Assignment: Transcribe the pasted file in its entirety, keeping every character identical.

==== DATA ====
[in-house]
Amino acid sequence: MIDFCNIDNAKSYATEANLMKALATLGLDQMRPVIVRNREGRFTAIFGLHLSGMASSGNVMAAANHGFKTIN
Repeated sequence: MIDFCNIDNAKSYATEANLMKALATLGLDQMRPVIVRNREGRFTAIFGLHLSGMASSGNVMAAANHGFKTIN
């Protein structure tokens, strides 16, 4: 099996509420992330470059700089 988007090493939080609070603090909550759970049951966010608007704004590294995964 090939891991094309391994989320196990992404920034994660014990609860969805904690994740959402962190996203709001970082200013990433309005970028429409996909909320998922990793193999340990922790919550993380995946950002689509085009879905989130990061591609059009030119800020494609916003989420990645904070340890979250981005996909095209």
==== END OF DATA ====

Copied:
[in-house]
Amino acid sequence: MIDFCNIDNAKSYATEANLMKALATLGLDQMRPVIVRNREGRFTAIFGLHLSGMASSGNVMAAANHGFKTIN
Repeated sequence: MIDFCNIDNAKSYATEANLMKALATLGLDQMRPVIVRNREGRFTAIFGLHLSGMASSGNVMAAANHGFKTIN
């Protein structure tokens, strides 16, 4: 099996509420992330470059700089 988007090493939080609070603090909550759970049951966010608007704004590294995964 090939891991094309391994989320196990992404920034994660014990609860969805904690994740959402962190996203709001970082200013990433309005970028429409996909909320998922990793193999340990922790919550993380995946950002689509085009879905989130990061591609059009030119800020494609916003989420990645904070340890979250981005996909095209």